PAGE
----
Jerry Lee Lewis was born on September the 29th, 1935 in Ferriday, Louisiana. His nickname is ‘The Killer’, and for a very good reason. But before we get to that, let’s begin by looking at his early years.
Lewis was born into the poor family of Elmo and Mamie Lewis, and began playing the piano from a young age along with his two cousins, Mickey Gilley and Jimmy Swaggart; who also both went on to become famous – the former as a country and pop singer, and the latter as a TV evangelist. His parents had to mortgage their farm just to buy a piano, which just goes to show the support that they gave. Speaking about his parents Lewis was quoted as saying,
“My mother and dad got me a piano and I loved it and worked at it real hard, and they backed me all the way. All their lives… they were great people.”
He was enrolled into the Southwest Bible Institute in Texas by his mother so he could sing evangelical songs, but Lewis preferred to play boogie woogie which got him thrown out. It was called ‘the devils music’ back then, but little did everyone realise how popular boogie woogie and rock ‘n’ roll was to become. But nothing was to stop Lewis playing the music he loved, and he returned to his home town in Louisiana to play the local bars and clubs.
In 1956 Lewis went to an audition for Sun Records in Tennessee, and recorded a version of Ray Price’s ‘Crazy Arms’ as well as his own composition ‘End of the Road’. Lewis continued to record many tracks and also worked as a session musician for the likes of Carl Perkins and Johnny Cash.
It was also in December of that year when Elvis Presley decided to pay a social visit to see Sam Phillips at Sun Records, and Perkins happened to be recording whilst Lewis was backing. Amazingly, Johnny Cash was also there watching Perkins. The four then started an impromptu jamming session, and Phillips decided to leave the tape recording. These recordings were later found and have since been released on CD under the title ‘Million Dollar Quartet’.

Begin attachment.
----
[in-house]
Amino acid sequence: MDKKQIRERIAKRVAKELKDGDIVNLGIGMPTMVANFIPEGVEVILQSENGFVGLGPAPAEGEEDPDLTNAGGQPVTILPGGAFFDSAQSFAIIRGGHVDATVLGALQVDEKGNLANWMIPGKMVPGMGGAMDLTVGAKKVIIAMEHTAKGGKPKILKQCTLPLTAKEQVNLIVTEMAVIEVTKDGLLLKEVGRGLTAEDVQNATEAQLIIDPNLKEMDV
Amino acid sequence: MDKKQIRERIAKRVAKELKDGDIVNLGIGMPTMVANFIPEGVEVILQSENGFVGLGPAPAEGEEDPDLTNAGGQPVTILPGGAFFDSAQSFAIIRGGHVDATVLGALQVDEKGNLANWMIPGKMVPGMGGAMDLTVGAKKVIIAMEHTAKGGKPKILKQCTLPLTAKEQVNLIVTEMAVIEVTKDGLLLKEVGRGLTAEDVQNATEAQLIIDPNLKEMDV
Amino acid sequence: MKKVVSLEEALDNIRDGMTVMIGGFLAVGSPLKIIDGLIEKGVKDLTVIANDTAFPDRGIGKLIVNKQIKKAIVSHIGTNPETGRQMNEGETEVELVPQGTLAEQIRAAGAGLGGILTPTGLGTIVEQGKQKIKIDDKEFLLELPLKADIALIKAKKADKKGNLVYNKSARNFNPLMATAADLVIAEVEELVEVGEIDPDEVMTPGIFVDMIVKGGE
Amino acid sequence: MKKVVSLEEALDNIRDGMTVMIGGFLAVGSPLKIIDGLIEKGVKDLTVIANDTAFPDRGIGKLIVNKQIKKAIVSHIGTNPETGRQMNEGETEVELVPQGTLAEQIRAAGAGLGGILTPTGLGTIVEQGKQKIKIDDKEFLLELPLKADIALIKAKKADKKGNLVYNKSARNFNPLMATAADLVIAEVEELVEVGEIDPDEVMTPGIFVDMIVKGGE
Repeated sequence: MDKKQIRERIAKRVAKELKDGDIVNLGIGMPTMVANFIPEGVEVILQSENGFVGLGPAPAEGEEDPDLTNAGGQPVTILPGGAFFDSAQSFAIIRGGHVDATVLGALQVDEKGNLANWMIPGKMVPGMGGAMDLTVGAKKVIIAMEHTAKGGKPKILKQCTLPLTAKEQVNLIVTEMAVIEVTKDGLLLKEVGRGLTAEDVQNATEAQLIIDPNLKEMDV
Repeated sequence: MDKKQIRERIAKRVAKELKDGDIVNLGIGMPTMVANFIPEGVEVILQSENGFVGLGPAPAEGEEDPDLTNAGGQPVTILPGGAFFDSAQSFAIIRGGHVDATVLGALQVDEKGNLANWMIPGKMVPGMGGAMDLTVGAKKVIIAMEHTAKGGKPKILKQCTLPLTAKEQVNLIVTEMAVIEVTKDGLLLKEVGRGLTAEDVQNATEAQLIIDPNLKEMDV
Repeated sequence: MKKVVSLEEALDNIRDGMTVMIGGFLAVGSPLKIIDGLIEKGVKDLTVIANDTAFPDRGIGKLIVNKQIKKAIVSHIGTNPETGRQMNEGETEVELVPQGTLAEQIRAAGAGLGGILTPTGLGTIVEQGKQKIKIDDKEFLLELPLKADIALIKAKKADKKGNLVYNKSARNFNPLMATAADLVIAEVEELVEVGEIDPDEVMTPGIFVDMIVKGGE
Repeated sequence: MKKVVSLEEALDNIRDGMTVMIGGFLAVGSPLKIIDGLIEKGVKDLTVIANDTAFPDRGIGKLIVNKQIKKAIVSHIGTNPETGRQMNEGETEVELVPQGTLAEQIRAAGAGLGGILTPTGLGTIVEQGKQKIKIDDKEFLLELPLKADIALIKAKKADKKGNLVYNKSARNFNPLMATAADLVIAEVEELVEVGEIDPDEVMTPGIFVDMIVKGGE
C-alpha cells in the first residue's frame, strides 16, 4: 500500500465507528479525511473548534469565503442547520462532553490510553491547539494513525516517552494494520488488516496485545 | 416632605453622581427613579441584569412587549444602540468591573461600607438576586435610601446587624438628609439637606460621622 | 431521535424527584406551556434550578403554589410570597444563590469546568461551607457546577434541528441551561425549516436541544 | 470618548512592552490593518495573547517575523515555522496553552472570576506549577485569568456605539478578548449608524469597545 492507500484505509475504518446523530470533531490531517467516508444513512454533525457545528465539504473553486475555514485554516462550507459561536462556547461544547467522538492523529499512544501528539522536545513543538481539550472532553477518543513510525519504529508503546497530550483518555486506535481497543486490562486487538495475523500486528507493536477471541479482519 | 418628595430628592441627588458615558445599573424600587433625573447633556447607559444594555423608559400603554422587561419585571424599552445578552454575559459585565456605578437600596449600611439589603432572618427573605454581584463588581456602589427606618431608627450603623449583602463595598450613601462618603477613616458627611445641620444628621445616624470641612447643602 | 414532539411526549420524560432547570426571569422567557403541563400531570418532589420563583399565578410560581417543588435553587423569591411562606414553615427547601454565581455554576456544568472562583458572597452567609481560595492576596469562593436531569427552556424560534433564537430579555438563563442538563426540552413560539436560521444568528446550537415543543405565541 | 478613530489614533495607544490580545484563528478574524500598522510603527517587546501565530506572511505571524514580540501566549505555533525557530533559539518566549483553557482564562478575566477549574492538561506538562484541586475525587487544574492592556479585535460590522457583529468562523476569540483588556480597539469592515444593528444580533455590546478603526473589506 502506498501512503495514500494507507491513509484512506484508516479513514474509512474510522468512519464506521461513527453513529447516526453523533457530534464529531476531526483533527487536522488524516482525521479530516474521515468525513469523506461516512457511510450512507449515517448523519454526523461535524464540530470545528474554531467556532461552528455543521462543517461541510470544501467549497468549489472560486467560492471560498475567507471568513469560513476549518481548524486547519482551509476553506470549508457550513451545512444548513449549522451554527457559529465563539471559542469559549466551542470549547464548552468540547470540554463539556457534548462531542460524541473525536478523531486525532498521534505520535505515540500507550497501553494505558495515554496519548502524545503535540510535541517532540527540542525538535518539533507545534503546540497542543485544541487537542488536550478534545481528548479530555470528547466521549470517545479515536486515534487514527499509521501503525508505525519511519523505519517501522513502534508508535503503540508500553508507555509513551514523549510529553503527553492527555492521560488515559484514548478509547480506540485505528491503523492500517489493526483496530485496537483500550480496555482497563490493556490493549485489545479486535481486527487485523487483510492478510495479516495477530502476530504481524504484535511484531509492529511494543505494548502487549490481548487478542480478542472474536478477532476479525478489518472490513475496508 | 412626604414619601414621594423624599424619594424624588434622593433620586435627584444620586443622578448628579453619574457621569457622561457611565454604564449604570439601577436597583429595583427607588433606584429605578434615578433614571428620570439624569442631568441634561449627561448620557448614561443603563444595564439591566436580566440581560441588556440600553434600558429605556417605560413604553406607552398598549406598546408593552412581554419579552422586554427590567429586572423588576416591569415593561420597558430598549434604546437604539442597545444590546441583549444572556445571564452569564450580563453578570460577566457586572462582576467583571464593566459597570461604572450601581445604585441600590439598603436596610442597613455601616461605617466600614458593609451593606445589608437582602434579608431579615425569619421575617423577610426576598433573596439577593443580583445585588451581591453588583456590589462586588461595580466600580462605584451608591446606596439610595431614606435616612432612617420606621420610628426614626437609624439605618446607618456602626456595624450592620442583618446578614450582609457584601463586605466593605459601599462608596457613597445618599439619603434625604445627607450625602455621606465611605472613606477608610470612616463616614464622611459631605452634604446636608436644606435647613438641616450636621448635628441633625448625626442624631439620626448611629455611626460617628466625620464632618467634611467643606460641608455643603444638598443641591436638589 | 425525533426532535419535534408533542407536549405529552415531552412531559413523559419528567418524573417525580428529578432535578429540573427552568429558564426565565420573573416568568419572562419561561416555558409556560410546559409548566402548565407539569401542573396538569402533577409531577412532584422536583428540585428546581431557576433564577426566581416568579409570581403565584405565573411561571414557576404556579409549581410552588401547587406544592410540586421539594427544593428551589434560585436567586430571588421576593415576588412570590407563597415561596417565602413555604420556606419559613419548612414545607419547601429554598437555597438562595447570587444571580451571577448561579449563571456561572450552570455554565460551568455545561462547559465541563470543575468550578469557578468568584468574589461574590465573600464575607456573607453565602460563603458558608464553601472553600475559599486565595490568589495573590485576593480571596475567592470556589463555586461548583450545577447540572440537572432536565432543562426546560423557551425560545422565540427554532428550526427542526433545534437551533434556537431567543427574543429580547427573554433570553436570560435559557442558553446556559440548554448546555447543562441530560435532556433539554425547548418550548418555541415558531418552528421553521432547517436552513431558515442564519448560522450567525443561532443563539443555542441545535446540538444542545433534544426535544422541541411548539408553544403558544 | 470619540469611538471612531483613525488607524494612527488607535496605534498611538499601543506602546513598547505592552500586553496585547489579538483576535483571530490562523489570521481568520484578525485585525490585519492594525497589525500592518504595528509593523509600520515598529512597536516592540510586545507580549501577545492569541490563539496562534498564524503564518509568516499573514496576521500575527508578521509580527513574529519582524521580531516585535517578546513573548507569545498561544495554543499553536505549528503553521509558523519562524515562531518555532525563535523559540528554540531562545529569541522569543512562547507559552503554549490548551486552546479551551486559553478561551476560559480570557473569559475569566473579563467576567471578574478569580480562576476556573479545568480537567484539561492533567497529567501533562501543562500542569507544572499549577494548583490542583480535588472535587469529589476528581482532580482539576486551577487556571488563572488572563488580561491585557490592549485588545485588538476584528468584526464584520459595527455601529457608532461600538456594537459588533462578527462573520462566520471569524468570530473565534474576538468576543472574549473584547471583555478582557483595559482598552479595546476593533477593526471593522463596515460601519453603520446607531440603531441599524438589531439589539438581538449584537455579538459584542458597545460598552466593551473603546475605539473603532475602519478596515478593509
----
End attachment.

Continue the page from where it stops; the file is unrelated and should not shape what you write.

A lot of people talk about famous collaborations over the years, and this one tends to get missed quite often. I can only imagine it’s because it wasn’t really a planned get together as such, and wasn’t performed in front of a live audience or on television; but none the less, I feel it’s one of the best collaborations ever recorded. If I could go back to any place and time, I would seriously consider beaming myself into that recording studio to watch that!
Lewis then went on to recording classics such as ‘Whole Lotta Shakin Goin On’, but it was ‘Great Balls of Fire’ that went on to be his biggest hit, providing him with international fame. The song originally received criticism for its sexual undertones, and some radio stations banned the song from being aired. Lewis at times also found his own music difficult, as he was a devout Christian.
‘The Killer’ has reportedly done and said many things, including this about Elvis after he died,
“I’m glad. Just another one outta the way. What the sh*t did Elvis do except take dope I couldn’t get a-hold of?”
You may also have heard about the incident whereby Lewis set the piano on fire and continued to play, which was at Alan Freed’s Big Beat Show in 1958. He was apparently mad at the show for allowing Chuck Berry to top the bill and close the night out, instead of him. So he set fire to the piano before Berry was to go on, and said ‘beat that’ as he walked off. However, this may not be true and Lewis when asked about setting the piano on fire said this,
“I never set fire to a piano. I’d like to have got away with it, though…”
You certainly wouldn’t put it past him!